Journal of Applied Missiology, Volume 1, Number 2



Eugene Goudeau
Missionary in Campo Grande, Brazil

Editor's Note: While reading the following article, one should remember that Kardecism is a "high Spiritism", primarily for intellectuals of Brazil. It does not represent the "mainstream Spiritism" of the people which is Umbanda an African- inspired, ritualistic and folkloric Spiritism that claims the largest following in Brazil.

In Brazil, the Kardecist faith was imported through the children of high class Brazilians who had studied in France. While the religious movements in France moved on to other philosophies, Spiritism in Brazil continued to expand, making Brazil the largest Spiritist country in the world (Maust 1985:48-50; Read 1965-209-11; Shipp 1985:66) Johnson 1969:23-24; Warren 1968:393). Brazilian Spiritism has been perpetuated by various authors and mediums. The most famous are Francisco Candido (Chico) Xavier, Waldo Vieira, and Eliseu Rigonetti (Hess 1987:15-34; Shipp 1985:67).

The foundation of Spiritism is spirits that are interested and active in human affairs. They can be reached, seen and one can communicate with them (Martin 1965:199). Although there are many interrelated subjects within the Spiritist religion, this study will focus primarily on communication with the dead as presented in Brazilian Kardecism.


The history of Spiritism in its many forms is ancient, but the modern movement can be traced to 1848 and the Fox sisters of Hydeville, New York, and their "talking tables." Even though the sisters spontaneously retracted their Spiritist claims and openly demonstrated their hoaxes in1888 (Kloppenburg 1960:424-47), it was not before the tables had already begun to levitate, revolve and dance around the world.

In 1852 the phenomenon of the revolving tables spread to Scotland, England, and the whole of Europe. The dancing tables moved to Brazil in 1853 (Kloppenburg 1960:11-15). However, it was not until December of 1854 that Hippolyte Leon Denizard Rivail, a French educator and scientist, began to investigate the mysterious phenomenon. After a rather long process of observation, he was convinced of the authenticity of the seances he had observed. In one of these seances it was revealed that in a previous life he was of Druid origin and his name had been Allan Kardec (Kardec 1859:18; Warren 1968:395). Rivail took the pseudonym upon himself and began writing the books through which he became known as the codifier of modern Spiritism.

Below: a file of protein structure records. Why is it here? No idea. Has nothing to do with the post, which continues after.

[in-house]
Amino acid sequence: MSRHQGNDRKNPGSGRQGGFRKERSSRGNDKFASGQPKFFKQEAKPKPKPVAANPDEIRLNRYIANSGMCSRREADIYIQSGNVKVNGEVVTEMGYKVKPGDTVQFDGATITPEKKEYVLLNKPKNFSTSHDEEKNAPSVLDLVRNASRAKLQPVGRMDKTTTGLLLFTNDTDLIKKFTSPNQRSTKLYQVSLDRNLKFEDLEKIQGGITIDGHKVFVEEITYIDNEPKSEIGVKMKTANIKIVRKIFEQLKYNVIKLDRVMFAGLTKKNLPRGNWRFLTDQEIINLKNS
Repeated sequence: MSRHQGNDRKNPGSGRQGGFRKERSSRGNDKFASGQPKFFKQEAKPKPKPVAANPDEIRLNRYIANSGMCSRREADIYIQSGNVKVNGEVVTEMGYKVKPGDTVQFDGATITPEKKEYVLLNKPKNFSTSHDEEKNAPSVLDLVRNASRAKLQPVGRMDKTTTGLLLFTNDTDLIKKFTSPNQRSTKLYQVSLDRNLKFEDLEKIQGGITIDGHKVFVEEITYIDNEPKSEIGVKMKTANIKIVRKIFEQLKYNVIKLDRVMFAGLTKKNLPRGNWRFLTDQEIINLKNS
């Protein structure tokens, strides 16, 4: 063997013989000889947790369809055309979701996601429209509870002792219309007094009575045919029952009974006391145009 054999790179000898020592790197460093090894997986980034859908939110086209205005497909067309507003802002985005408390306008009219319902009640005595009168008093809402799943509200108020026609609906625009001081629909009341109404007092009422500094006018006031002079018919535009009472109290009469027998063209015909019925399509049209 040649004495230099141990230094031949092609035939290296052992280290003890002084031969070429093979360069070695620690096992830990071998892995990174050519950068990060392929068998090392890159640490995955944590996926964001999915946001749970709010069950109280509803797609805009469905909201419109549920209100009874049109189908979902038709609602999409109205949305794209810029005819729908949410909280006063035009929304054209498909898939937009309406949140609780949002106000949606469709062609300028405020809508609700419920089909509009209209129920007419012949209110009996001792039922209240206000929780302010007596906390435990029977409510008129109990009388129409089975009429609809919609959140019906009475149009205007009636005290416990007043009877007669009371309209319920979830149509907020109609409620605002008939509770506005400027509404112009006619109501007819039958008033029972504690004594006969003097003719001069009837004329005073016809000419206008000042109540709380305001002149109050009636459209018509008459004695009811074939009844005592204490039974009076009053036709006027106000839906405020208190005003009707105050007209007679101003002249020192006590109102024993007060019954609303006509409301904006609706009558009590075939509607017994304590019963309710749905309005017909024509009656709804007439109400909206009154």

Kardec believed that there are three essential elements in man: the soul or spirit, the body, and the perispirit. The spirit is the principle source of intelligence. In it resides thought, will, and moral sense. The body is the physical covering in which the spirit dwells. The perispirit is the semimaterial bond between the spirit and body. It is through the perispirit that the dead can act in the physical world and even materialize themselves, on occasion, for the living (Kardec 1859:154-55; 1890:44-47).


Kardec believed that one of the major advantages in talking with the spirits was the destruction of materialism, not by logic, but by facts. The demonstrated communication with the dead proved that there was a world beyond and that the living would one day have to pass through that world. The by-product of such a knowledge is the natural moral influence it exercises on the individual. One is encouraged to live a better life now rather than suffer some of the spiritual consequences of sin that are so vividly demonstrated in the lives of some of the manifested spirits (Kardec 1859:110-11, 158).

Beyond proving the existence of the afterlife, one can learn from the spirits. Through asking kind, sincere questions of higher spirits one can receive counsel about the present life, information about the spirit world, and occasionally, information about previous reincarnations. With rare exceptions, one cannot learn about the future, scientific information, financial investments or lost treasures. These disclosures would circumvent the need for work and research through which the living can earn merit and make spiritual progress (Kardec 1859:168-69; 1861:369-87).


The Bible does record a few, rare incidents of the dead communicating with the living. The most cited, and most controversial occasion was Saul's consultation with the Witch of Endor recorded in I Samuel 28. Saul had already expelled the mediums and spiritists from the land, but he sought some word from God. Samuel was dead, and Saul received no messages through dreams or Urim or the prophet (I Samuel 28:6). In desperation, he sinned as he had done earlier when he offered the sacrifice at Gilgal rather than waiting for Samuel (I Samuel 13:7-14). Saul never understood that it was not he, but rather God, that was in control.

Saul asked the medium, who did not recognize him, to bring up Samuel. When Samuel actually appeared, the witch was visibly shaken because of the vision and the realization that it was Saul himself who was seated before her. Samuel's message of condemnation was consistent with the message he had already given Saul (I Samuel 15:22-35).

This incident is controversial, not because of the text which is straight forward enough, but because of the presupposition that the dead can under no circumstances speak with the living. Delcyr de Souza Lima goes to great lengths to argue that the vision was either fraudulent or demonic in origin (1979:56-60).

There is a more probable interpretation that God allowed this unprecedented communication as another opportunity to condemn Saul for his disobedience (I Chronicles 10:13-14). There was no misinformation or unfounded praise as one would expect from a fraud, and there was no effort to deceive as one would expect from a demon. It could very well be that the woman, accustomed to fraudulent visions, was more astonished than Saul himself when she actually saw the true spirit of Samuel (Martin 1965:200).